Sunday, 1 November 2015

Moomin Skirt

I went through a spate of hand sewing recently. Not embellishments or ill-advisedly dragged out Alabama Chanin projects but simply a lot of hand basting. In practice, this means I actually spent a lot of time sewing pleats.

Pinning and basting pleats

This skirt has some of the techniques you use to pleat a kilt. Ever loathed to call this kind of thing self-drafted, I will just admit to not using an actual pattern. This was a great improvisation - I just cut, basted and tweaked a bunch of different rectangles.

The lining is a hemmed rectangle gathered to a suitable length of the waist. The outer was a very long hemmed rectangle pleated into some sort of interesting repeat. The stripes are printed and not woven so there were a few issues with straightness and evenness of stripes. It's surprising how pedantic you can become about these things!

Pleats and pockets. Freshly pressed and most basting still in place.

The pocket looks like a welt but is actually very simple. It's a separate panel, folded to make a pocket, basted into place and matched to the rest of the skirt.

Folding the panel to make the pocket

The waistband is an interfaced rectangle and there is a lapped zip hidden in one of the pleats.

Functionally, the skirt is cool and breezy but the lining contributes some warmth on cool days and some modesty if there's a draft. The care is very easy, but I'm resigned to never having perfect permanent pleats. RTW pleated skirts have fibres, finishes and factory machines that produce and set these pleats, but those aren't at my disposal.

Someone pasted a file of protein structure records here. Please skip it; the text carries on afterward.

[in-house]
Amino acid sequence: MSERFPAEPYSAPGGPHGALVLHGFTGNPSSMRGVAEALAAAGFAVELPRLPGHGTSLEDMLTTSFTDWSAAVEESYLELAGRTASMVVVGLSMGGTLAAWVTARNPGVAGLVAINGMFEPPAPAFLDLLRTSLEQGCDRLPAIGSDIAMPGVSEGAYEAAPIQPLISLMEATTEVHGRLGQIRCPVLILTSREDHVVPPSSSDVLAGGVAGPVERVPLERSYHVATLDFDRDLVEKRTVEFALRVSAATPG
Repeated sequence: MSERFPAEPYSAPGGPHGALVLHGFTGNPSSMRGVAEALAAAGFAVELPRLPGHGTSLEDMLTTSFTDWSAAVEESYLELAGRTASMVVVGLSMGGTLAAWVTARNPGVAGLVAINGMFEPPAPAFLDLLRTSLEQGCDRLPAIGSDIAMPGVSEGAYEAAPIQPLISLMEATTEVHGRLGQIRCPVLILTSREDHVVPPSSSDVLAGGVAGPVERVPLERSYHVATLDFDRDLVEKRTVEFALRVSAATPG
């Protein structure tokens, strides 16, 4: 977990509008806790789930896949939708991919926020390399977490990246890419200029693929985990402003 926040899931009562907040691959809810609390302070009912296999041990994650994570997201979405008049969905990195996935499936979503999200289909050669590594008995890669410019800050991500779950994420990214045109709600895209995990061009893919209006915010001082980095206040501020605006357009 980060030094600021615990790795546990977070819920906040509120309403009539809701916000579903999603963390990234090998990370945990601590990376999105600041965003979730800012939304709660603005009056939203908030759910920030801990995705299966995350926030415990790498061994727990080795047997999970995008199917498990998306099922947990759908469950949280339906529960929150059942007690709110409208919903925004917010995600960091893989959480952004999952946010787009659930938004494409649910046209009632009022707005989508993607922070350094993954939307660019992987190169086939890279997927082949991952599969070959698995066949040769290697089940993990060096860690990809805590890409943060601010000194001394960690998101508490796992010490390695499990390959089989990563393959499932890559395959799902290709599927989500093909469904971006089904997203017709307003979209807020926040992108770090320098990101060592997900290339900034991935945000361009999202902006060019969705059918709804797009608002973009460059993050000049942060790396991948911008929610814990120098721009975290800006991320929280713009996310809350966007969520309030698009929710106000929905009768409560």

After wearing and laundering

After wearing and laundering

Yes, it runs a bit large. Consider it as an insurance policy against gaining weight.

I want to say this was a simple project. In a way it was - no sizing, alterations or prep. I just ran with what happened as it happened. On the other hand, it was a test of patience because the pleats took about a month to hand baste. Perhaps that was excessive, perhaps it was a good lesson in virtue and improvisation. You're not really supposed to bust out flash moves unless you're happy with the risk that it might not work out. It's good improvisation because you can start out with an idea in your mind, but explore and create several variations around it. It's good improvisation because it hangs together fairly well on an established underlying structure and because you're supposed to respond to other influences and interruptions.

On this occasion, the idea was borne of the fabric. I spotted this in a clearance bin on the street in Stockholm. Deep in the heart of Scandinavia, inspiration struck me like a bolt: I could look like Moominmamma.

I took this idea and ran with it...



  1. well, you can send fabric off to have it professionally pleated... I have no idea where, nor how costly the exercise may be, but I do know it can be done....

    Love that pocket! Impressively simple. Wow! Did you invent it yourself?

    1. Some professionally pleated things look absolutely beautiful - as friend was wearing one recently. It moved in a very strange way though, as if she was wearing a slinky! Perhaps next time for the professional pleating...

      Someone must have invented that pocket before now - it's REALLY simple!